The innermost (or first) filter in the chain will be used for correction of inclusive values and caller/callee lists. This means that if you specify a filter that rejects all std::* calls as the innermost filter, the inclusive cost of every function calling something in std::* will decrease by the cost of those calls and will behave just as if those calls would not have been made. If you filter out std::* in an outer filter, all std::* will vanish from the top-level lists but not from caller/callee-lists and will still contribute to the inclusives of their callers.

See the following section to understand how to describe a filter using the <filter> element.

5. Describing a data filter using a <filter> element

The filter-tag is built in the follwing manner:

<filter>
 <type> ... </type>
 ...
</filter>

Depending on the type of filter you select inside type, there are different options you can select below.

The following filters are available:

filter purpose and available options
exactmatch The filter accepts every report item (function) for which a given property matches a given string value. Specify the propery you want to use inside a property-tag following the type. Specify the value you want to match it to inside a value-tag following the property. Be careful to use &gr; and < inside value tags if you want to use > or < signs inside your string constants. The list of properties available for the property tag can be found below.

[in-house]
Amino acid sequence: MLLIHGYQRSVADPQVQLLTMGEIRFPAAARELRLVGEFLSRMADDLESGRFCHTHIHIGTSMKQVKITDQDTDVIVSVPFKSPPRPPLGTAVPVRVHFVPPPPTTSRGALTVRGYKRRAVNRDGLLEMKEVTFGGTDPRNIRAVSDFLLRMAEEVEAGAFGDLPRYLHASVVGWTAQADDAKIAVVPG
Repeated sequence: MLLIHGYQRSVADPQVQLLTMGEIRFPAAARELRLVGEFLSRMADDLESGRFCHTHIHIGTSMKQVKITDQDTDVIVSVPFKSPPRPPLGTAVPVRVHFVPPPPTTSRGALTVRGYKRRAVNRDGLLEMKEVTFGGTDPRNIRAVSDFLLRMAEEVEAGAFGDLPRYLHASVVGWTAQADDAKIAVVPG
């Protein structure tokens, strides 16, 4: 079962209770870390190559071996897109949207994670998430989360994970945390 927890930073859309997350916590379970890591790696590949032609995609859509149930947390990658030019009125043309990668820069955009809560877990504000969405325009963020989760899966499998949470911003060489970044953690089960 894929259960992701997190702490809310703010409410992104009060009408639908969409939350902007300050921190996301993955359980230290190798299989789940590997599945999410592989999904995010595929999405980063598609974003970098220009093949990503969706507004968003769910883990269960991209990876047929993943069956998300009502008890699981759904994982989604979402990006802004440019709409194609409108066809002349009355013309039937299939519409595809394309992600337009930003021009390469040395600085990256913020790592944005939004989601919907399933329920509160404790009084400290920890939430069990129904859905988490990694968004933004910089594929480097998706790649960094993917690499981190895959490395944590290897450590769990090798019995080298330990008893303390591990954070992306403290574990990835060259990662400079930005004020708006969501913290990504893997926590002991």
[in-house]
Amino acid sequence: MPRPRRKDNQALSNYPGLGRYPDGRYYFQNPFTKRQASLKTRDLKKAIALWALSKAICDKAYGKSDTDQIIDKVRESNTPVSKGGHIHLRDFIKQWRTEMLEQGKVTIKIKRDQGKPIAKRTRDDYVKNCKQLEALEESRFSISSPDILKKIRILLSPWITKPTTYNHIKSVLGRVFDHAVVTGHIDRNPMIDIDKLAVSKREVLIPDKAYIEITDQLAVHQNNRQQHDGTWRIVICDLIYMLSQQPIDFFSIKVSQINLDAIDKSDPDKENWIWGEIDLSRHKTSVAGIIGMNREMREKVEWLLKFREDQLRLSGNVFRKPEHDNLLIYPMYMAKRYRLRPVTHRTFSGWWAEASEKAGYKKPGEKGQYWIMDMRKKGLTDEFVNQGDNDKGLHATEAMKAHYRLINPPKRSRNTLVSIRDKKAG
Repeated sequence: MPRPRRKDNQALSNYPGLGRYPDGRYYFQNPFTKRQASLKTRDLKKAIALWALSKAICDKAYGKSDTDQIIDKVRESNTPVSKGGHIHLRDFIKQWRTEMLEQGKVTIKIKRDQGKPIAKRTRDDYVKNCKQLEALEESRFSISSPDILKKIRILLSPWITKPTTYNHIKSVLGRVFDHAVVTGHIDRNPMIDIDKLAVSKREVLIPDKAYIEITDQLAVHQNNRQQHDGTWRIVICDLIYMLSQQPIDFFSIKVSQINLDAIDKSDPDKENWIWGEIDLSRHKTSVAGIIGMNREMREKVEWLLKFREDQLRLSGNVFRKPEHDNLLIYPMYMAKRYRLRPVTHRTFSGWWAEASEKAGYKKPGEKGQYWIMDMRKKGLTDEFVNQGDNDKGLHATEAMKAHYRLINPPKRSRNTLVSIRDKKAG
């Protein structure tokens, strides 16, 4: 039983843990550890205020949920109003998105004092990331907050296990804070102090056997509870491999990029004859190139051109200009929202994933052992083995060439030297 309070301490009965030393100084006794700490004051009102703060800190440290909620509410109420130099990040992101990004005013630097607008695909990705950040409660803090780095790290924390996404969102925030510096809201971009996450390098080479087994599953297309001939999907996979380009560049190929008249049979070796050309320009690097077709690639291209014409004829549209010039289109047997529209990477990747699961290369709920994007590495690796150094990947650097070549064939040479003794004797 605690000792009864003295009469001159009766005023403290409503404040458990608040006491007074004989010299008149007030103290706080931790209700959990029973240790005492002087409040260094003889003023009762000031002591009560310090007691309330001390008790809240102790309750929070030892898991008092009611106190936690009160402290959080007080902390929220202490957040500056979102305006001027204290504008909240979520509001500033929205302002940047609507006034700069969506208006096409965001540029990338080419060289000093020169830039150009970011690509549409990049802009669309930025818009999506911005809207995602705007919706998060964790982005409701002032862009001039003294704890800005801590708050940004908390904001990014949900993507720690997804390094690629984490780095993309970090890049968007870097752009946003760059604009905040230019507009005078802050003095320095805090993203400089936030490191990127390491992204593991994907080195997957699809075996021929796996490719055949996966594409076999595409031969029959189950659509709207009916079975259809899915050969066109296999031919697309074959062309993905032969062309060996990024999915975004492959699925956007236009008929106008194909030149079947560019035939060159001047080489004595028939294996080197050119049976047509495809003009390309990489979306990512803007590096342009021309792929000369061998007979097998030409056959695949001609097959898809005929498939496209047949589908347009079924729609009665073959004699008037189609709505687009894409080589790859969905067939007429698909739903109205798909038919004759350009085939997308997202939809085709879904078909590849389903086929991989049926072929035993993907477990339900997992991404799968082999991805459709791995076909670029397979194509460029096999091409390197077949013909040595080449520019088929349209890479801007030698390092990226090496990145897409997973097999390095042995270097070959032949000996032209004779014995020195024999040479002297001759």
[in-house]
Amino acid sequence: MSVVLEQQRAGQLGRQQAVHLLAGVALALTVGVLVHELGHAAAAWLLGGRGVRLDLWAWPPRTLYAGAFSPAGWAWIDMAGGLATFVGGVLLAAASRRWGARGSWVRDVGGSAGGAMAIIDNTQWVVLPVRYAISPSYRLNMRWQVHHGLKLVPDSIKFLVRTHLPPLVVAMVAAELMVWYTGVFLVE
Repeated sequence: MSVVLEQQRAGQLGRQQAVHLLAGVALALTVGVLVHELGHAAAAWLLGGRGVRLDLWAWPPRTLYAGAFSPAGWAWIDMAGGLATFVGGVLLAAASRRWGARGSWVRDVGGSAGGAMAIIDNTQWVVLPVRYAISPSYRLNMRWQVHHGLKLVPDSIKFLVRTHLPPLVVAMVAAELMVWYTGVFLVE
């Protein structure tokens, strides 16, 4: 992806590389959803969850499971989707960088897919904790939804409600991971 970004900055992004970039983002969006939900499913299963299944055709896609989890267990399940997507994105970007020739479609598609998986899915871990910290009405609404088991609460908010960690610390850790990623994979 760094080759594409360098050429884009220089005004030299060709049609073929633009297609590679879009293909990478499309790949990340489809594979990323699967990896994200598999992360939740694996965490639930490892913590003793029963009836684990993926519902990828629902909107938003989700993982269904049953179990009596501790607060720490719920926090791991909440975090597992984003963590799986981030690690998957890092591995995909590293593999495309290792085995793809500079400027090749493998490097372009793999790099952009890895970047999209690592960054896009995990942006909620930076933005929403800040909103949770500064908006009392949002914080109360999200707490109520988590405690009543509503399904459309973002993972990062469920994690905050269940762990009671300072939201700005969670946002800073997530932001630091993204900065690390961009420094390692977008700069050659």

regexpmatch This filter accepts every report item (function) for which a given property matches a given pattern which is interpreted as an EXTENDED POSIX regular expression (explanations can be found here). Specify the propery you want to use inside a property-tag following the type. Specify the pattern you want to match it against inside a pattern-tag following the property. Be careful to use &gr; and < inside pattern tags if you want to use > or < signs inside your regular expression. The list of properties available for the property tag can be found below.
and The boolean connective and-filter accepts every report item (function) that is accepted by two given filters. For example, use
<filter>
<type>and</type>
<firstfilter>
<filter>
...
</filter>
</firstfilter>
<secondfilter>
<filter>
...
</filter>
</secondfilter>
</filter>
Inside the firstfilter and secondfilter-blocks you can use filter-blocks to describe the operand filters recursively.